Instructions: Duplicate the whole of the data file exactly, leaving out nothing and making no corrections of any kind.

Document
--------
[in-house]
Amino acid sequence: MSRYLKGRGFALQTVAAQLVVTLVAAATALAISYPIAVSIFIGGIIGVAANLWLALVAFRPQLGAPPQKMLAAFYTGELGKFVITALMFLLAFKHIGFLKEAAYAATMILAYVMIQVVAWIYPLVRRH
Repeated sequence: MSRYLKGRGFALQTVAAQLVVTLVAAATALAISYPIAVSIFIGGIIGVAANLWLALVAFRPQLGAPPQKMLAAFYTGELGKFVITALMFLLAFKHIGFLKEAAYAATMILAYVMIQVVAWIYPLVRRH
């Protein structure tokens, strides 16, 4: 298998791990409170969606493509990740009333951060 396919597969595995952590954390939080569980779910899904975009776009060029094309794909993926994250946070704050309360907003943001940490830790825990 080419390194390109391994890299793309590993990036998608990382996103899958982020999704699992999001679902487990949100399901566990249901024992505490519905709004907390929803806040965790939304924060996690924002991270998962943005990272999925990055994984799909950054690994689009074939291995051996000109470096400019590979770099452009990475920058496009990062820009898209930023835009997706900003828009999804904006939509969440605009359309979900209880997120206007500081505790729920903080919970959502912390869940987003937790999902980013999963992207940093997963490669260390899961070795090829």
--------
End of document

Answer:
[in-house]
Amino acid sequence: MSRYLKGRGFALQTVAAQLVVTLVAAATALAISYPIAVSIFIGGIIGVAANLWLALVAFRPQLGAPPQKMLAAFYTGELGKFVITALMFLLAFKHIGFLKEAAYAATMILAYVMIQVVAWIYPLVRRH
Repeated sequence: MSRYLKGRGFALQTVAAQLVVTLVAAATALAISYPIAVSIFIGGIIGVAANLWLALVAFRPQLGAPPQKMLAAFYTGELGKFVITALMFLLAFKHIGFLKEAAYAATMILAYVMIQVVAWIYPLVRRH
């Protein structure tokens, strides 16, 4: 298998791990409170969606493509990740009333951060 396919597969595995952590954390939080569980779910899904975009776009060029094309794909993926994250946070704050309360907003943001940490830790825990 080419390194390109391994890299793309590993990036998608990382996103899958982020999704699992999001679902487990949100399901566990249901024992505490519905709004907390929803806040965790939304924060996690924002991270998962943005990272999925990055994984799909950054690994689009074939291995051996000109470096400019590979770099452009990475920058496009990062820009898209930023835009997706900003828009999804904006939509969440605009359309979900209880997120206007500081505790729920903080919970959502912390869940987003937790999902980013999963992207940093997963490669260390899961070795090829």